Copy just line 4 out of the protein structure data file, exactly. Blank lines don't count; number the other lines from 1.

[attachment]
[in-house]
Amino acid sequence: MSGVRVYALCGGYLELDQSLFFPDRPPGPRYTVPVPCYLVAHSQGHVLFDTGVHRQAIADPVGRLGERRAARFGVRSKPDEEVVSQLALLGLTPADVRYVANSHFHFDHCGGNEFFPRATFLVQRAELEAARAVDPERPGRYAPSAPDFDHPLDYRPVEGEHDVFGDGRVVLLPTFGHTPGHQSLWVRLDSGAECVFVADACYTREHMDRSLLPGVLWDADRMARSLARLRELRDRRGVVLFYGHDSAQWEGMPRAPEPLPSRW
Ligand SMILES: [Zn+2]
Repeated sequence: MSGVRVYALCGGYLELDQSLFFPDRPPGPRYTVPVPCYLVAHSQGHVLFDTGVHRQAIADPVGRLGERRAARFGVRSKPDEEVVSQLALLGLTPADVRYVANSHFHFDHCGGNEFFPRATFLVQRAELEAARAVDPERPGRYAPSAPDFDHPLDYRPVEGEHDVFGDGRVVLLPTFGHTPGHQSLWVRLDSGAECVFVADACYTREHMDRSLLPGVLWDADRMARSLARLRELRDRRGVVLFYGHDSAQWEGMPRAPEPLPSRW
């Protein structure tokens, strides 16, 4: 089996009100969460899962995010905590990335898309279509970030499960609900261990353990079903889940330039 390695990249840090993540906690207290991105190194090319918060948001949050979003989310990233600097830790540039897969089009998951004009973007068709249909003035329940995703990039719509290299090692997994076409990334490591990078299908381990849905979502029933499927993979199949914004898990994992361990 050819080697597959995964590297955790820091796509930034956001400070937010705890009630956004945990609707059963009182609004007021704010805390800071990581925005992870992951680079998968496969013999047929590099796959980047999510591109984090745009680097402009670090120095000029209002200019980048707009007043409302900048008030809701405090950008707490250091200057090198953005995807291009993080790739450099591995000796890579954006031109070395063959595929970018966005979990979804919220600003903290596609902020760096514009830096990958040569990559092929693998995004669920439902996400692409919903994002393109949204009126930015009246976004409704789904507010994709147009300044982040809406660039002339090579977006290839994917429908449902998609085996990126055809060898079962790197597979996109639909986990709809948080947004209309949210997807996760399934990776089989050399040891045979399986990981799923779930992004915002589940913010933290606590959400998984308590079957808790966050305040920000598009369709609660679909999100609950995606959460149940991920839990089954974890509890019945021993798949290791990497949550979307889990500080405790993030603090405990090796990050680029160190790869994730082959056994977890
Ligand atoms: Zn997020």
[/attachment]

Repeated sequence: MSGVRVYALCGGYLELDQSLFFPDRPPGPRYTVPVPCYLVAHSQGHVLFDTGVHRQAIADPVGRLGERRAARFGVRSKPDEEVVSQLALLGLTPADVRYVANSHFHFDHCGGNEFFPRATFLVQRAELEAARAVDPERPGRYAPSAPDFDHPLDYRPVEGEHDVFGDGRVVLLPTFGHTPGHQSLWVRLDSGAECVFVADACYTREHMDRSLLPGVLWDADRMARSLARLRELRDRRGVVLFYGHDSAQWEGMPRAPEPLPSRW